In honor of National Scrapple Day yes, today is National Scrapple Day we sent Juliana Reyes to test out a very local rendition of the regional favorite.
|Photo | Juliana Reyes
loves scrapple. "The king of all breakfast meats," the chef and owner of Bella Vista's Wishing Well
(767 S. Ninth St.) calls it. The Philly native loves it so much that during his stint in Georgia, where scrapple is nowhere to be found, he started making it for the people of A-Town at the Lamplighter Cafe
. Now that he's back, Cappello serves his homemade scrapple on the Wishing Well's signature SHAME burger, plus in an omelete. And you can now buy it by the pound from the restaurant, as well as at the nearby Di Bruno Brothers
(930 S. Ninth St.).
Last week, I stopped at the Well to try some of Cappello's scrapple. I'll be honest I'd never tasted it before. Though I'm not one to discriminate against mystery meats (I'm a shameless fan of Spam
), whenever scrapple comes up on a menu, people always seem to be wrinkling their noses. Cappello's explanation for the stigma? Fear of the unknown. They don't know the history behind scrapple, he says, citing its ties to the Pennsylvania Dutch. If Art in the Age
can make old-school Lancaster County favorites trendy (see SNAP
), why can't the Wishing Well do something similar? (Though I'm guessing SCRAP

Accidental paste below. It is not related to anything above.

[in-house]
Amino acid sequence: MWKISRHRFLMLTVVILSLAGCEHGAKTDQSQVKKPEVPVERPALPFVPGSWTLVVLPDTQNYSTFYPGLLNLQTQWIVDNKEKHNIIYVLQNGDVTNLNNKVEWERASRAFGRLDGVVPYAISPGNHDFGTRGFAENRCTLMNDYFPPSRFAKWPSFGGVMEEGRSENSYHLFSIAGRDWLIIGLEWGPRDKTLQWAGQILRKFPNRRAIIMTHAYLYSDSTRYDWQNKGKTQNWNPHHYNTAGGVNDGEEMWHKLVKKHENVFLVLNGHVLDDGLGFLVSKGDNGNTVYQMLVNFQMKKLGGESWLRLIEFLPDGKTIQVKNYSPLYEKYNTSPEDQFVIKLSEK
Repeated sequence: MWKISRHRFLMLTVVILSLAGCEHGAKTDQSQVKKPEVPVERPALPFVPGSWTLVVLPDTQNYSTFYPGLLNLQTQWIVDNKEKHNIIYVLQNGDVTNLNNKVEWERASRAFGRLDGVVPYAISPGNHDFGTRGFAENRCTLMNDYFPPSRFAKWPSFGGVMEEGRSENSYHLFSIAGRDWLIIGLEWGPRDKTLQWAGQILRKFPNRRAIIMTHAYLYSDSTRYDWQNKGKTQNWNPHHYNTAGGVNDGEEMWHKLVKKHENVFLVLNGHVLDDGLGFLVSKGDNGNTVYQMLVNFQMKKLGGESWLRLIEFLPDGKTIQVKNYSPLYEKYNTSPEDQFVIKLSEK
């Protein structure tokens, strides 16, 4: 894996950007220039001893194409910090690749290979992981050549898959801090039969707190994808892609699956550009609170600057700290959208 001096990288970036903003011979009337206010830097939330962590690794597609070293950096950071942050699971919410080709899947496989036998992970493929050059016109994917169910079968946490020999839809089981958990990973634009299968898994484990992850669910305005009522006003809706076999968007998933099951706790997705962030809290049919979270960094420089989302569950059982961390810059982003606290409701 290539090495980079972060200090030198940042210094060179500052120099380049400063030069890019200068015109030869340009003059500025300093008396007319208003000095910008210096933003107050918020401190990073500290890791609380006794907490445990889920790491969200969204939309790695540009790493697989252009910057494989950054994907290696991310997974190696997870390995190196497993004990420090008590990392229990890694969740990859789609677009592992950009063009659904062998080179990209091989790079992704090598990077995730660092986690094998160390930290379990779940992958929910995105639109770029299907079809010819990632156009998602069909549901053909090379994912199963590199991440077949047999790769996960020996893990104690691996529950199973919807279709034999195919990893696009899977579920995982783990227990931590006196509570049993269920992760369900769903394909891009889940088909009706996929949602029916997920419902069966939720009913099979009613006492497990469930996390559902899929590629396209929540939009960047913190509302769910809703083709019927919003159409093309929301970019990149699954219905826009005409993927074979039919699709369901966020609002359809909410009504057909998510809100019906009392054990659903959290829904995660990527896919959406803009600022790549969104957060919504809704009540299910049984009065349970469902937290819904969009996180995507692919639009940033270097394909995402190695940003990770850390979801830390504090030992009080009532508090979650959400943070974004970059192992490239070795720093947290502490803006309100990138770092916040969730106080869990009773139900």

won't be AITA's next boutique liquor of choice.)
|Photo | Juliana Reyes
Cappello served me his scrapple with a microlettuce from the local Blue Moon Acres
(Cappello favors local ingredients; he uses locally sourced offal to make the base of his scrapple, too). The two square blocks were slightly alien to me, but scary? Nah. It tasted excellent: Crusty on the outside and crumbly and tender on the inside, with hints of rosemary and thyme to round out the flavor. It was especially tasty with a splash of Worcestershire sauce, a glass of Terrapin Rye Pale Ale
, currently on tap, and It's Always Sunny
on TV in the background.
The chef says he likes to make the stuff the old-fashioned way. It's a two-hour-long process, involving cooking the scrapple in pork jus and adding polenta to thicken it. "And, of course," says Cappello, "I put love into it."
If you pick up some of Cappello's scrapple to cook at home, prep is simple: Just dust with flour and fry for 3 to 4 minutes on each side. Cappello suggests serving it with his pickled mushrooms, also available by the jar at the Wishing Well. Who knows, you might just become a convert.